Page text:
I’m a big fan of newspaper comic strips. Among the great strips of our time is Zippy the Pinhead, created by Bill Griffith.
I recently sent an email to Mr. Griffith asking for a brief email Q & A session, and he agreed.
If this interview were conducted in real life, there would have been an awkward silence after the first question, followed by nervous laughter on my part after his initial response. In the future, I should proof read my interview questions more carefully.
- Joe: I am fascinated by Ted Browning’s Freaks, and the Pinheads in
particular. Brownings film was controversial, and your comic Zippy could
be seen as being controversial in the eyes of human rights activists or
similarly minded people. Have you come under attack by these types
(elaborate if you’d like), and if so what is your response?
- BG: (Um, it’s Tod, not Ted) “Freaks” was undoubtedly controversial in its
day (1932), but today it’s seen more as a cult “oddity”, I think. I’ve
always loved the film and Zippy was partially inspired by the “Schlitzie”
character (real name: Simon Metz) in the film. Strangely, I’ve only received
a handful of responses to Zippy from people who believe I’m exploiting the
handicapped. And those were all in the 70’s—there have been virtually none
since then, though many interviewers have asked your question. I assume
Zippy is now seen primarily as simply a weird comic strip character and his
origins, inspirationally speaking, are lost on most readers. I remember
doing a radio interview in Santa Cruz CA in the late 70’s when someone from
a nearby mental health clinic called in. I braced for an accusation, but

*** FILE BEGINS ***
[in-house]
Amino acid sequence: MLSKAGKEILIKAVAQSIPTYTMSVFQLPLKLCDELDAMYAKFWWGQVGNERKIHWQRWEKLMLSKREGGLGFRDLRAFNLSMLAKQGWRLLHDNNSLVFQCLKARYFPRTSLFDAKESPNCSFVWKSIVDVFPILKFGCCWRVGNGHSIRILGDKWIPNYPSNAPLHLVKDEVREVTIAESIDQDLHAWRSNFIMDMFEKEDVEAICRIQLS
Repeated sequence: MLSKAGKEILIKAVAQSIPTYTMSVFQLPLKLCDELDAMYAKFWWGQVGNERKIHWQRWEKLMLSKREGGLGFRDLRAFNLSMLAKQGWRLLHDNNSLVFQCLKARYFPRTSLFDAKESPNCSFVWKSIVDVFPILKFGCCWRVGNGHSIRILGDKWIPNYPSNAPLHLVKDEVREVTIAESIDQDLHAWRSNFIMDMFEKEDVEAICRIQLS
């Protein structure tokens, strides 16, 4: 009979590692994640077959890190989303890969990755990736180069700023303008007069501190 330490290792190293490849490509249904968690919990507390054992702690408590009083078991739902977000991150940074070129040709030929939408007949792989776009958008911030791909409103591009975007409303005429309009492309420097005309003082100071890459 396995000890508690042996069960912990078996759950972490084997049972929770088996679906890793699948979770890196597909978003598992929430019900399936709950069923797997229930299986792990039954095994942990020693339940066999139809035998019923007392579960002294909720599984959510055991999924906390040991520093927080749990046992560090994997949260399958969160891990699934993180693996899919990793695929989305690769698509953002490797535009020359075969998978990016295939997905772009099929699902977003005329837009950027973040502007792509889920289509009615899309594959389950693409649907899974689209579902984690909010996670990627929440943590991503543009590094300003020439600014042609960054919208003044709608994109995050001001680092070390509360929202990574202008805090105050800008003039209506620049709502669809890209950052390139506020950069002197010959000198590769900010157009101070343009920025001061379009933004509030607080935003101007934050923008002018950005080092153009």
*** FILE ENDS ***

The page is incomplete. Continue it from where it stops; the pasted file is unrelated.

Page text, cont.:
instead, she told me Zippy was a “role model” and a “superhero” to the
patients there. She asked if I’d come down and sign their Zippy books.
- Joe: What comics have inspired you in your past works, and what inspires
- BG: As a kid growing up in the 50’s, my favorite comics were Scrooge McDuck,
Little Lulu, Mad magazine and Plasticman. I’m sure they all had a hand in
forming my own style and content, especially Harvey Kurtzman’s brand of
satire. Today, my pantheon of great cartoonists includes Robert Crumb, Gary
Panter, Kim Deitch, Dan Clowes, Ben Katchor and the late, great Ernie
Bushmiller, among others.
- Joe: In your online bio, it is said that you are annoyed by the simplicity
of today’s comic strips. What is the cause of this over simplification,
and what can budding creators do to avoid this and put out some high
quality reading material?
- BG: Today’s daily newspaper comic strips are printed at such a small size
compared to decades previous, that cartoonists have adapted and made the art
simpler. But I think that’s an overreaction– and a lazy one. Even printed
at a small size, drawing can be rich and complex. It’s just more of a
- Joe: How can one come up with good and original ideas for comics?
- BG: It’s a mysterious process, involving a notebook I always carry to jot
down ideas as they arrive in rough form, a lot of media monitoring and
reading and staring into the void. Zippy says he gets all his ideas from
- Joe: What impact has the Internet had on your career?
- BG: Through the Zippy website, I receive 10 times the reader reaction than I
used to get before the net, which is a good thing. It also has doubled my
income and basically allowed me to keep doing the strip. Zippy is secure in
his newspaper niche, but he’s no Dilbert in numbers. Sales of original art
and prints over the website have been quite encouraging. Also, Zippy is now
available in reader’s emailboxes free every day, and thousands of strips are
archived on the site, allowing many more people to dip into my output
without forking over a cent.